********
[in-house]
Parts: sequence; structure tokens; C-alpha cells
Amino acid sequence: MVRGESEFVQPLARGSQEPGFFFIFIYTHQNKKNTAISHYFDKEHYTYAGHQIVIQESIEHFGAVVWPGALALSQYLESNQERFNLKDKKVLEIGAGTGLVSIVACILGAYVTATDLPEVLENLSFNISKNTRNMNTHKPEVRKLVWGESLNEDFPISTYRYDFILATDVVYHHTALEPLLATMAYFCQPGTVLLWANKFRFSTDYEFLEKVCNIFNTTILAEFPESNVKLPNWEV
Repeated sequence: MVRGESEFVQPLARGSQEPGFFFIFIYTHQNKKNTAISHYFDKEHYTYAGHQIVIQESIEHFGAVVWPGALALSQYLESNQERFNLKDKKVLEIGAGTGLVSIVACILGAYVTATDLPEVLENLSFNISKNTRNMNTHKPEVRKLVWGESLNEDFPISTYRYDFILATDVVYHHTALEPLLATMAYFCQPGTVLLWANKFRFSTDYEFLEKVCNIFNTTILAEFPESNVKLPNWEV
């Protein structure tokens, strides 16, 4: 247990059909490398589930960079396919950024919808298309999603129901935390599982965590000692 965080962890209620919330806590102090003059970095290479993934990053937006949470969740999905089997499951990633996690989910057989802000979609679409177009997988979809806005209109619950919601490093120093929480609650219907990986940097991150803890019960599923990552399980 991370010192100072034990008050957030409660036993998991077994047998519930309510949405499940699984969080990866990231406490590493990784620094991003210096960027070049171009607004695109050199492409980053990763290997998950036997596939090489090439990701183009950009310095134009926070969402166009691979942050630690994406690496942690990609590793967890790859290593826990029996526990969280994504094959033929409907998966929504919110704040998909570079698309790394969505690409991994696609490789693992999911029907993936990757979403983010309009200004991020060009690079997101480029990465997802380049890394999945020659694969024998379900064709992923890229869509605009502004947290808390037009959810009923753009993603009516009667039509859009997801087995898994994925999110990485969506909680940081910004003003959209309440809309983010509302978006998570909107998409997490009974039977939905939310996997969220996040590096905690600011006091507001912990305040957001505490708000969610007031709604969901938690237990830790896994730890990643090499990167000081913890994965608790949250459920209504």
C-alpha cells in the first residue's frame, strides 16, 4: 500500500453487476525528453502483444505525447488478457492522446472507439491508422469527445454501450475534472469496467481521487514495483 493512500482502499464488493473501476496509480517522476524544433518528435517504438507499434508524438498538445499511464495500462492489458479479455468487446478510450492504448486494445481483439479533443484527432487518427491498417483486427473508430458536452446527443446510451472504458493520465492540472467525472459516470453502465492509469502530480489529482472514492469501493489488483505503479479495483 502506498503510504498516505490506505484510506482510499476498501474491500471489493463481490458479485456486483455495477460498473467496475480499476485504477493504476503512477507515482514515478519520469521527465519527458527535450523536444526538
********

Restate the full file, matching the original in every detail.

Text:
[in-house]
Parts: sequence; structure tokens; C-alpha cells
Amino acid sequence: MVRGESEFVQPLARGSQEPGFFFIFIYTHQNKKNTAISHYFDKEHYTYAGHQIVIQESIEHFGAVVWPGALALSQYLESNQERFNLKDKKVLEIGAGTGLVSIVACILGAYVTATDLPEVLENLSFNISKNTRNMNTHKPEVRKLVWGESLNEDFPISTYRYDFILATDVVYHHTALEPLLATMAYFCQPGTVLLWANKFRFSTDYEFLEKVCNIFNTTILAEFPESNVKLPNWEV
Repeated sequence: MVRGESEFVQPLARGSQEPGFFFIFIYTHQNKKNTAISHYFDKEHYTYAGHQIVIQESIEHFGAVVWPGALALSQYLESNQERFNLKDKKVLEIGAGTGLVSIVACILGAYVTATDLPEVLENLSFNISKNTRNMNTHKPEVRKLVWGESLNEDFPISTYRYDFILATDVVYHHTALEPLLATMAYFCQPGTVLLWANKFRFSTDYEFLEKVCNIFNTTILAEFPESNVKLPNWEV
């Protein structure tokens, strides 16, 4: 247990059909490398589930960079396919950024919808298309999603129901935390599982965590000692 965080962890209620919330806590102090003059970095290479993934990053937006949470969740999905089997499951990633996690989910057989802000979609679409177009997988979809806005209109619950919601490093120093929480609650219907990986940097991150803890019960599923990552399980 991370010192100072034990008050957030409660036993998991077994047998519930309510949405499940699984969080990866990231406490590493990784620094991003210096960027070049171009607004695109050199492409980053990763290997998950036997596939090489090439990701183009950009310095134009926070969402166009691979942050630690994406690496942690990609590793967890790859290593826990029996526990969280994504094959033929409907998966929504919110704040998909570079698309790394969505690409991994696609490789693992999911029907993936990757979403983010309009200004991020060009690079997101480029990465997802380049890394999945020659694969024998379900064709992923890229869509605009502004947290808390037009959810009923753009993603009516009667039509859009997801087995898994994925999110990485969506909680940081910004003003959209309440809309983010509302978006998570909107998409997490009974039977939905939310996997969220996040590096905690600011006091507001912990305040957001505490708000969610007031709604969901938690237990830790896994730890990643090499990167000081913890994965608790949250459920209504």
C-alpha cells in the first residue's frame, strides 16, 4: 500500500453487476525528453502483444505525447488478457492522446472507439491508422469527445454501450475534472469496467481521487514495483 493512500482502499464488493473501476496509480517522476524544433518528435517504438507499434508524438498538445499511464495500462492489458479479455468487446478510450492504448486494445481483439479533443484527432487518427491498417483486427473508430458536452446527443446510451472504458493520465492540472467525472459516470453502465492509469502530480489529482472514492469501493489488483505503479479495483 502506498503510504498516505490506505484510506482510499476498501474491500471489493463481490458479485456486483455495477460498473467496475480499476485504477493504476503512477507515482514515478519520469521527465519527458527535450523536444526538